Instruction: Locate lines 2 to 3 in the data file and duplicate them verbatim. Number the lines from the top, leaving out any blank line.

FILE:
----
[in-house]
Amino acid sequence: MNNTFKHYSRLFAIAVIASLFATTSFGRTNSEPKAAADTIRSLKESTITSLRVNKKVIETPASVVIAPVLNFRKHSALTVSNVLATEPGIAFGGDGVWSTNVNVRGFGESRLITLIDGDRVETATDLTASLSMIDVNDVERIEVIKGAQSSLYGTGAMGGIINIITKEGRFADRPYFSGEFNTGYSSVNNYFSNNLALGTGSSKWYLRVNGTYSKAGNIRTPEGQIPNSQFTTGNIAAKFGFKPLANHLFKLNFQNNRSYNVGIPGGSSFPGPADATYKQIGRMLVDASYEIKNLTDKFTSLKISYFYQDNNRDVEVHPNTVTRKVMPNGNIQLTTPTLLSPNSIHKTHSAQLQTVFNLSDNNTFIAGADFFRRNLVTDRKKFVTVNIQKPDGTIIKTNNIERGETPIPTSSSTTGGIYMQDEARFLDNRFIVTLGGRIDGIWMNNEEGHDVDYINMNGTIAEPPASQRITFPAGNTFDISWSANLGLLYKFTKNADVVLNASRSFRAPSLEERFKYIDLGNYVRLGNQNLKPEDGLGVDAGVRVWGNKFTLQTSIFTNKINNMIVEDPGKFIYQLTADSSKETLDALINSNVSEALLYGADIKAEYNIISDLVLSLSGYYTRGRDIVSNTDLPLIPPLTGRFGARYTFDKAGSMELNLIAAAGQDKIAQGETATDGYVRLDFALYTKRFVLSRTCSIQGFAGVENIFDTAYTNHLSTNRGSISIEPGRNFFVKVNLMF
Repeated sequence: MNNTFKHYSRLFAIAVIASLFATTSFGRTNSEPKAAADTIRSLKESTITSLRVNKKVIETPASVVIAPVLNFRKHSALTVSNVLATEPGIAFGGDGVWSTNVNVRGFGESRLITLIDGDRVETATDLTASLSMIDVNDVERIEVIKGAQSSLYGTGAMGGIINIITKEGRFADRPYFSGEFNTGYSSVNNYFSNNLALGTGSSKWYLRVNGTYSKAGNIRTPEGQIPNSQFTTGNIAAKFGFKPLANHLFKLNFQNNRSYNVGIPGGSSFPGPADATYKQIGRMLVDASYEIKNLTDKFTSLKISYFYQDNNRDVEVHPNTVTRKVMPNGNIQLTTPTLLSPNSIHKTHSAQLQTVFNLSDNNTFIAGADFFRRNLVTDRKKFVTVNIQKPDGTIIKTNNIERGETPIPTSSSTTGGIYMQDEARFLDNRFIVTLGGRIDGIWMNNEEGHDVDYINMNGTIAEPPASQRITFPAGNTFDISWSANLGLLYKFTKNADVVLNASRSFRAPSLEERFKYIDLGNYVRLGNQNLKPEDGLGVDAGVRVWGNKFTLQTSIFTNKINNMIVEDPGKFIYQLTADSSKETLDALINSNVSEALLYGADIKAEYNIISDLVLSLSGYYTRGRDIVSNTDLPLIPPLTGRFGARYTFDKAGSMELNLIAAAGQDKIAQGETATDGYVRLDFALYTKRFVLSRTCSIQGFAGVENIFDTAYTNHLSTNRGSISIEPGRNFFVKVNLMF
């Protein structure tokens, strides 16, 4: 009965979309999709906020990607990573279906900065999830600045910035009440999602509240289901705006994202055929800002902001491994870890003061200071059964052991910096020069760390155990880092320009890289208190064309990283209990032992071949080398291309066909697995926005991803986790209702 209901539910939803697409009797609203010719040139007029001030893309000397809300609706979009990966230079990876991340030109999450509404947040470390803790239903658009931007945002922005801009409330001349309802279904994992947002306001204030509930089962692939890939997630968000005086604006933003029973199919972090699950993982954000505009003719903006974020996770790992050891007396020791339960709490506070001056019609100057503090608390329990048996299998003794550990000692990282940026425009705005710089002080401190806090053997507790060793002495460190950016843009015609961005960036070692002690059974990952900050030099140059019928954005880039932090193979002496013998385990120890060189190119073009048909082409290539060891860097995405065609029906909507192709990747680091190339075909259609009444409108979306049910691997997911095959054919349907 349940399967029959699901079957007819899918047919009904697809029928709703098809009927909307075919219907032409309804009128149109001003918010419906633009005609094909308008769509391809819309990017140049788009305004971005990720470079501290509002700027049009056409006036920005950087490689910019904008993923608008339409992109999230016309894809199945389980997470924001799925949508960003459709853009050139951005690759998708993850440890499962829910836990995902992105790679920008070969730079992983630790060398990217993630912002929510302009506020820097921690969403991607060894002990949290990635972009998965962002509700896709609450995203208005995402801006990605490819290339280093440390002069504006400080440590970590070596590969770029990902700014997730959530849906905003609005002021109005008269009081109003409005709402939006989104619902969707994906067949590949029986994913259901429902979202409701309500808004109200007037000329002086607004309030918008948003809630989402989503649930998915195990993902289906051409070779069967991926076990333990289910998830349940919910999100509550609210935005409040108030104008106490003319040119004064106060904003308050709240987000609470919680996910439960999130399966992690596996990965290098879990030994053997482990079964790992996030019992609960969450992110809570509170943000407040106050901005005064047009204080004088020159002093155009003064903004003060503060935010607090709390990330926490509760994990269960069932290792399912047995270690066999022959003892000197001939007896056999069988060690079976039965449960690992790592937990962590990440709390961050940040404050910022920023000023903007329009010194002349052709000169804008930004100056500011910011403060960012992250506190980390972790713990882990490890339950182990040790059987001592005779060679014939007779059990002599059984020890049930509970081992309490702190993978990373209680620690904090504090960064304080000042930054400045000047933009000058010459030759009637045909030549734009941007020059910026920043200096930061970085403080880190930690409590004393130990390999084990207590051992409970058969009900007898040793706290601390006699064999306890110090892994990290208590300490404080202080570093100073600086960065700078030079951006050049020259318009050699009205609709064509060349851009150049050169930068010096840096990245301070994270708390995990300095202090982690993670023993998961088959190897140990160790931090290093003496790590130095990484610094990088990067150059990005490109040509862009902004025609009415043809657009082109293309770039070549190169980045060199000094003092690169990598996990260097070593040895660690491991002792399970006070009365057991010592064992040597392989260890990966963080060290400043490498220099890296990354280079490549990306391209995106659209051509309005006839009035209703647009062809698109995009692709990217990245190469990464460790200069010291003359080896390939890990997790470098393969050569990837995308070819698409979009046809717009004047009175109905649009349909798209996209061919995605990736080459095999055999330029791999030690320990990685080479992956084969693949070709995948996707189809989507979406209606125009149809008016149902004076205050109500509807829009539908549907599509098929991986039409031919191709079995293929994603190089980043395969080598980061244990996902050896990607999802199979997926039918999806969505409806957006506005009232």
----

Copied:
Amino acid sequence: MNNTFKHYSRLFAIAVIASLFATTSFGRTNSEPKAAADTIRSLKESTITSLRVNKKVIETPASVVIAPVLNFRKHSALTVSNVLATEPGIAFGGDGVWSTNVNVRGFGESRLITLIDGDRVETATDLTASLSMIDVNDVERIEVIKGAQSSLYGTGAMGGIINIITKEGRFADRPYFSGEFNTGYSSVNNYFSNNLALGTGSSKWYLRVNGTYSKAGNIRTPEGQIPNSQFTTGNIAAKFGFKPLANHLFKLNFQNNRSYNVGIPGGSSFPGPADATYKQIGRMLVDASYEIKNLTDKFTSLKISYFYQDNNRDVEVHPNTVTRKVMPNGNIQLTTPTLLSPNSIHKTHSAQLQTVFNLSDNNTFIAGADFFRRNLVTDRKKFVTVNIQKPDGTIIKTNNIERGETPIPTSSSTTGGIYMQDEARFLDNRFIVTLGGRIDGIWMNNEEGHDVDYINMNGTIAEPPASQRITFPAGNTFDISWSANLGLLYKFTKNADVVLNASRSFRAPSLEERFKYIDLGNYVRLGNQNLKPEDGLGVDAGVRVWGNKFTLQTSIFTNKINNMIVEDPGKFIYQLTADSSKETLDALINSNVSEALLYGADIKAEYNIISDLVLSLSGYYTRGRDIVSNTDLPLIPPLTGRFGARYTFDKAGSMELNLIAAAGQDKIAQGETATDGYVRLDFALYTKRFVLSRTCSIQGFAGVENIFDTAYTNHLSTNRGSISIEPGRNFFVKVNLMF
Repeated sequence: MNNTFKHYSRLFAIAVIASLFATTSFGRTNSEPKAAADTIRSLKESTITSLRVNKKVIETPASVVIAPVLNFRKHSALTVSNVLATEPGIAFGGDGVWSTNVNVRGFGESRLITLIDGDRVETATDLTASLSMIDVNDVERIEVIKGAQSSLYGTGAMGGIINIITKEGRFADRPYFSGEFNTGYSSVNNYFSNNLALGTGSSKWYLRVNGTYSKAGNIRTPEGQIPNSQFTTGNIAAKFGFKPLANHLFKLNFQNNRSYNVGIPGGSSFPGPADATYKQIGRMLVDASYEIKNLTDKFTSLKISYFYQDNNRDVEVHPNTVTRKVMPNGNIQLTTPTLLSPNSIHKTHSAQLQTVFNLSDNNTFIAGADFFRRNLVTDRKKFVTVNIQKPDGTIIKTNNIERGETPIPTSSSTTGGIYMQDEARFLDNRFIVTLGGRIDGIWMNNEEGHDVDYINMNGTIAEPPASQRITFPAGNTFDISWSANLGLLYKFTKNADVVLNASRSFRAPSLEERFKYIDLGNYVRLGNQNLKPEDGLGVDAGVRVWGNKFTLQTSIFTNKINNMIVEDPGKFIYQLTADSSKETLDALINSNVSEALLYGADIKAEYNIISDLVLSLSGYYTRGRDIVSNTDLPLIPPLTGRFGARYTFDKAGSMELNLIAAAGQDKIAQGETATDGYVRLDFALYTKRFVLSRTCSIQGFAGVENIFDTAYTNHLSTNRGSISIEPGRNFFVKVNLMF